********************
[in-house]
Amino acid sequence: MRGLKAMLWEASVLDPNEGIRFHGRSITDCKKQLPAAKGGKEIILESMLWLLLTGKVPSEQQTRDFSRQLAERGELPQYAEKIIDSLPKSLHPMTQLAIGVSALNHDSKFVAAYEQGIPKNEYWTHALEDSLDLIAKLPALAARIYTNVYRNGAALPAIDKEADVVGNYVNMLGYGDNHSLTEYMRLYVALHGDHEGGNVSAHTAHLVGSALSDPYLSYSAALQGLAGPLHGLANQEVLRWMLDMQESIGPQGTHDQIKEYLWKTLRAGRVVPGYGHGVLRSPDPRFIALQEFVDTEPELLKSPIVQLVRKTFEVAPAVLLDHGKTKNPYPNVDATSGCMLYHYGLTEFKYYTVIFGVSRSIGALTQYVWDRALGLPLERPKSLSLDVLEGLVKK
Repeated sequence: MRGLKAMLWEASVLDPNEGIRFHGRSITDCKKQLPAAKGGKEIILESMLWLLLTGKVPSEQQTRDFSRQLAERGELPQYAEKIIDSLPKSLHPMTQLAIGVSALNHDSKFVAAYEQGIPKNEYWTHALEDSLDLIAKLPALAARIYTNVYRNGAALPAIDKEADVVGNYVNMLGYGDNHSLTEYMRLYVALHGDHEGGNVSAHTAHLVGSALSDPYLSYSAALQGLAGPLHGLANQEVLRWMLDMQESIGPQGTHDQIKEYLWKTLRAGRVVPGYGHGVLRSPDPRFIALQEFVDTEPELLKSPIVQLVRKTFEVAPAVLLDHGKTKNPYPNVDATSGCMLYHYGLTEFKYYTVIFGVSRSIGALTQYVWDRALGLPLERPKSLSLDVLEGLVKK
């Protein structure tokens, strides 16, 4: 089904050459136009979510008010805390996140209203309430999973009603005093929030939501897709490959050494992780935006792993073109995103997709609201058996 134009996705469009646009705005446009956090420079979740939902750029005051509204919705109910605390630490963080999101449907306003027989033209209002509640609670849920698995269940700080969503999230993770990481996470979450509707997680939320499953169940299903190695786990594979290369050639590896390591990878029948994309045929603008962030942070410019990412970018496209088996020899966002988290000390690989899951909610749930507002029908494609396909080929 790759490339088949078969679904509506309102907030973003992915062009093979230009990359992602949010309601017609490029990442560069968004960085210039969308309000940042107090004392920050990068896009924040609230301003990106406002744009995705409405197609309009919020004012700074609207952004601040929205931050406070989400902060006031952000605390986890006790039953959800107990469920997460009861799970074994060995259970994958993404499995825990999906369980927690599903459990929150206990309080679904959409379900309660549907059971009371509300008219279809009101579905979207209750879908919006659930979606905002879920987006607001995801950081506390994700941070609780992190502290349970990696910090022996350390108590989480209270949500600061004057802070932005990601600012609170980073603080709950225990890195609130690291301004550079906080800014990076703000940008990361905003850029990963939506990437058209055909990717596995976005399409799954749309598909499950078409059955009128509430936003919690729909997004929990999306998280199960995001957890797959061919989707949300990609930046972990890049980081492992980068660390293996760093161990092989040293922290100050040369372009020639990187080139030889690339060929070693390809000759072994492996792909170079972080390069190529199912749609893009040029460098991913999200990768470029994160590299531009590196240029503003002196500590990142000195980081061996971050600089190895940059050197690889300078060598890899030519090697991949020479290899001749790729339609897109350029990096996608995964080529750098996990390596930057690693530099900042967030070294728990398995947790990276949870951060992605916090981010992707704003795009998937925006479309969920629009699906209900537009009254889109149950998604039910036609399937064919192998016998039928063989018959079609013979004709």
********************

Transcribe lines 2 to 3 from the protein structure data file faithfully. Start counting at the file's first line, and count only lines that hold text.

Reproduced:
Amino acid sequence: MRGLKAMLWEASVLDPNEGIRFHGRSITDCKKQLPAAKGGKEIILESMLWLLLTGKVPSEQQTRDFSRQLAERGELPQYAEKIIDSLPKSLHPMTQLAIGVSALNHDSKFVAAYEQGIPKNEYWTHALEDSLDLIAKLPALAARIYTNVYRNGAALPAIDKEADVVGNYVNMLGYGDNHSLTEYMRLYVALHGDHEGGNVSAHTAHLVGSALSDPYLSYSAALQGLAGPLHGLANQEVLRWMLDMQESIGPQGTHDQIKEYLWKTLRAGRVVPGYGHGVLRSPDPRFIALQEFVDTEPELLKSPIVQLVRKTFEVAPAVLLDHGKTKNPYPNVDATSGCMLYHYGLTEFKYYTVIFGVSRSIGALTQYVWDRALGLPLERPKSLSLDVLEGLVKK
Repeated sequence: MRGLKAMLWEASVLDPNEGIRFHGRSITDCKKQLPAAKGGKEIILESMLWLLLTGKVPSEQQTRDFSRQLAERGELPQYAEKIIDSLPKSLHPMTQLAIGVSALNHDSKFVAAYEQGIPKNEYWTHALEDSLDLIAKLPALAARIYTNVYRNGAALPAIDKEADVVGNYVNMLGYGDNHSLTEYMRLYVALHGDHEGGNVSAHTAHLVGSALSDPYLSYSAALQGLAGPLHGLANQEVLRWMLDMQESIGPQGTHDQIKEYLWKTLRAGRVVPGYGHGVLRSPDPRFIALQEFVDTEPELLKSPIVQLVRKTFEVAPAVLLDHGKTKNPYPNVDATSGCMLYHYGLTEFKYYTVIFGVSRSIGALTQYVWDRALGLPLERPKSLSLDVLEGLVKK